I hadn't thought of using the debugger to step through and see where a function call ends up. That is a great idea.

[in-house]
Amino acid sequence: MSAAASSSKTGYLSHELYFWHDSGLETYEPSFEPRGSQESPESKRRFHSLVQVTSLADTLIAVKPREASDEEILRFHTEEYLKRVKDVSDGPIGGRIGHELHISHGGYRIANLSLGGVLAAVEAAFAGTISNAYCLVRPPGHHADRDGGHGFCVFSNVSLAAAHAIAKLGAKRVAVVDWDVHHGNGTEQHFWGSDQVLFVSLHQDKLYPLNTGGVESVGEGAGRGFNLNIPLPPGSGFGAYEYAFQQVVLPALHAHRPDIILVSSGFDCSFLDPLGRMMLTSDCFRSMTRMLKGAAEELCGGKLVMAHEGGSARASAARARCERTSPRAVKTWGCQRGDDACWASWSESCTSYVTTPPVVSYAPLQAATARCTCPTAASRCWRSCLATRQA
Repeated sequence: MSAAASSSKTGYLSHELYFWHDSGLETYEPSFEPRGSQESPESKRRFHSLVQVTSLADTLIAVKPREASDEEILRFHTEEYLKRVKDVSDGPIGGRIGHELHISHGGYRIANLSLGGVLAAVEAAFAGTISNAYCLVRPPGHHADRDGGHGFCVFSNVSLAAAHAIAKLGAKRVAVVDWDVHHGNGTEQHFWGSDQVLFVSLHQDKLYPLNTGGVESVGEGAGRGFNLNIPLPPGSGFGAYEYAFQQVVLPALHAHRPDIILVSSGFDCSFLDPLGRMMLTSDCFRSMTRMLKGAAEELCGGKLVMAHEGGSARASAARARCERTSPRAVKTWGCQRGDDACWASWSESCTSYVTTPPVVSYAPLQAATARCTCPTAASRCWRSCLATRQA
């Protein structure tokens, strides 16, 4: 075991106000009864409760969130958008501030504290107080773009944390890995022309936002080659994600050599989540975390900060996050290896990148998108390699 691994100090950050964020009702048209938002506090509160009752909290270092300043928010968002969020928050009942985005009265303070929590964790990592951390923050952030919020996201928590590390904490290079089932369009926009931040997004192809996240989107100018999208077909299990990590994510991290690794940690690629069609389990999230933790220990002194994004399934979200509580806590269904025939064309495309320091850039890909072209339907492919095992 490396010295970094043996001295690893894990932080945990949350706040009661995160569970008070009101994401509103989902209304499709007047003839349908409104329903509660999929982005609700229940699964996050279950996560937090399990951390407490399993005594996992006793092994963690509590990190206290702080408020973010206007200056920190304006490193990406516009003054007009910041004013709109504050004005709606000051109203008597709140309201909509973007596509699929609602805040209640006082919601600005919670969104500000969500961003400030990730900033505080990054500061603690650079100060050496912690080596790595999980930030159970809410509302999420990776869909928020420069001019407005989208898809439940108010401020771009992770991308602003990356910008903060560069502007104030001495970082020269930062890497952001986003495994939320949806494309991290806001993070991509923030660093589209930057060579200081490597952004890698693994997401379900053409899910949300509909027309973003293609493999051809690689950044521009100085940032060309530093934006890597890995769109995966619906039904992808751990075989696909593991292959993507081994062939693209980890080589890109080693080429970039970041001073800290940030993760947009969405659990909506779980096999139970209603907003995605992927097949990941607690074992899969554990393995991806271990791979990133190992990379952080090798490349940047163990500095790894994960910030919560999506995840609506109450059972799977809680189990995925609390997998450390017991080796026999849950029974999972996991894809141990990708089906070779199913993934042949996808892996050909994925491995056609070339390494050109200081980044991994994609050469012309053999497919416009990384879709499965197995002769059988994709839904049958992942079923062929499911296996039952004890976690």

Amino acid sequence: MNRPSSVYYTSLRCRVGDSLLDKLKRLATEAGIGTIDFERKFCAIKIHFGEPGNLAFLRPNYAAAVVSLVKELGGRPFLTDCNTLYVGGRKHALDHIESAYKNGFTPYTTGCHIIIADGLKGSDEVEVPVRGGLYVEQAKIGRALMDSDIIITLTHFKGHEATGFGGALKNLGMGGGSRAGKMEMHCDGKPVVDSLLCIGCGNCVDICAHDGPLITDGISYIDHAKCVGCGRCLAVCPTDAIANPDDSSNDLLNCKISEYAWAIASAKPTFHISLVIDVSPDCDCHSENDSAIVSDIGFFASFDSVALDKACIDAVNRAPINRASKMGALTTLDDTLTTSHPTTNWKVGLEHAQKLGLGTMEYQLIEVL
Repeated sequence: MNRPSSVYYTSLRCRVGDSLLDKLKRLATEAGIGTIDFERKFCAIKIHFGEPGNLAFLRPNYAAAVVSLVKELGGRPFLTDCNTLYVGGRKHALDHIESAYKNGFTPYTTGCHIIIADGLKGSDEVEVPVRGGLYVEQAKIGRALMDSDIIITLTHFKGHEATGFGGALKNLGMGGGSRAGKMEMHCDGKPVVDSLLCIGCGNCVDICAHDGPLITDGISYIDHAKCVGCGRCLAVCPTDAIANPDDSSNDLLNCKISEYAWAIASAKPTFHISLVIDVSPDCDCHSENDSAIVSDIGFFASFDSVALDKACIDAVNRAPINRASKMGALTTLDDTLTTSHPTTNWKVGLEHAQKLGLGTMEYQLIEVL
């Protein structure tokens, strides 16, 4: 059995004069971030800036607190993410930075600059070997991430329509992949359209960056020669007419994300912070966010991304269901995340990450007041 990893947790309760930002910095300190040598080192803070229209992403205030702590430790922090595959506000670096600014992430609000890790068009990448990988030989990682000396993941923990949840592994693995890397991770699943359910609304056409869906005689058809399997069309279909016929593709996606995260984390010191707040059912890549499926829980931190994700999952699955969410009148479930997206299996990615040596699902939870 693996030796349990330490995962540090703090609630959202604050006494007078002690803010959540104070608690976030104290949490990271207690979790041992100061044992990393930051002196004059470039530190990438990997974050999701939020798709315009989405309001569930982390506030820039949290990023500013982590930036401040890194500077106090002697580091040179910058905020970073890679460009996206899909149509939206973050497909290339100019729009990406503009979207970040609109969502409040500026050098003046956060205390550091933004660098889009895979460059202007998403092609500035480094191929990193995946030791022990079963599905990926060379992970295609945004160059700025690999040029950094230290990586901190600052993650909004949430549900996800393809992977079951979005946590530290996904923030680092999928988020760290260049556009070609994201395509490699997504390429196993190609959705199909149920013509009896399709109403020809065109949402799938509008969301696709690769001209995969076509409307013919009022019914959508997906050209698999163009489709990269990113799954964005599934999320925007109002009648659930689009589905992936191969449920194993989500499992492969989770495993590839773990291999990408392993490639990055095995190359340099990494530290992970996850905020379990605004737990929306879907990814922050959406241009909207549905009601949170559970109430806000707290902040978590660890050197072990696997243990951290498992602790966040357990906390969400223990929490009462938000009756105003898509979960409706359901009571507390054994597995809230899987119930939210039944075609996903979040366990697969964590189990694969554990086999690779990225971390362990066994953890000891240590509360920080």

Thanks, Colin On Tuesday, 18 October 2016 02:01:43 UTC+11, Patrick Belliveau wrote: > > I would add the general comment that in julia 0.5 you can use Gallium to > step into a call to a base function and explore what's actually being > called. For the .< example, from the julia prompt: > > using Gallium > @enter 0.4 .< 0.5 > > @enter 0.4 .< 0.5 > In operators.jl:159 > 158 .!=(x::Number,y::Number) = x != y > 159 .<( x::Real,y::Real) = x < y > 160 .<=(x::Real,y::Real) = x <= y > 161 const .≤ = .<= > > About to run: (<)(0.4,0.5) > > For your problem, checking the documentation seems like a better place to > start than firing up the debugger but it's another good tool to have in the > toolbox. > > Patrick > > On Sunday, October 16, 2016 at 4:02:21 PM UTC-7, Colin Bowers wrote: >> >> This was a very helpful answer. Thank you very much for responding. >> >> Cheers, >> >> Colin >> >> On 16 October 2016 at 20:23, Milan Bouchet-Valat <nali...@club.fr> wrote: >> >>> Le samedi 15 octobre 2016 à 20:36 -0700, colint...@gmail.com a >>> écrit : >>> > Hi all, >>> > >>> > Twice now I've thought I had overloaded the appropriate functions for >>> > a new type, only to observe apparent inconsistencies in the way the >>> > new type behaves. Of course, there were no inconsistencies. Instead, >>> > the observed behaviour stemmed from overloading a function that is >>> > not at the bottom of the function chain. The two examples where I >>> > stuffed up were: >>> > >>> > 1) overloading Base.< instead of overloading Base.isless, and >>> In this case, the help is quite explicit: >>> help?> < >>> search: < <= << <: .< .<= .<< >>> >>> <(x, y) >>> >>> Less-than comparison operator. New numeric types should implement this >>> function for two arguments of the new type. Because of the behavior of >>> floating-point NaN values, < implements a partial order. Types with a >>> canonical partial order should implement <, and types with a canonical >>> total >>> order should implement isless. >>> >>> > 2) overloading Base.string(x) instead of overloading Base.show(io, >>> > x). >>> This one is a bit trickier, since the printing code is complex, and not >>> completely stabilized yet. Though the help still gives some hints: >>> >>> help?> string >>> search: string String stringmime Cstring Cwstring RevString RepString >>> readstring >>> >>> string(xs...) >>> >>> Create a string from any values using the print function. >>> >>> So the more fundamental function to override is print(). The help for >>> print() says it falls back to show() if there's no print() method for a >>> given type. So if you don't have a special need for print(), override >>> show(). >>> >>> > My question is this: What is the communities best solution/resource >>> > for knowing which functions are at the bottom of the chain and thus >>> > are the ones that need to be overloaded for a new type? >>> In general, look at the help for a function. If there's no answer >>> (which is a most likely a lack in the documentation which should be >>> reported), look for it in the manual. The latter can always be useful, >>> even if the help already gives a reply. >>> >>> But documentation is perfectible, so do not hesitate to ask questions >>> and suggest enhancements (ideally via pull requests when you have found >>> out how it works). >>> >>> >>> Regards >>> >>> >>> > Cheers and thanks in advance to all repsonders, >>> > >>> > Colin >>> >> >>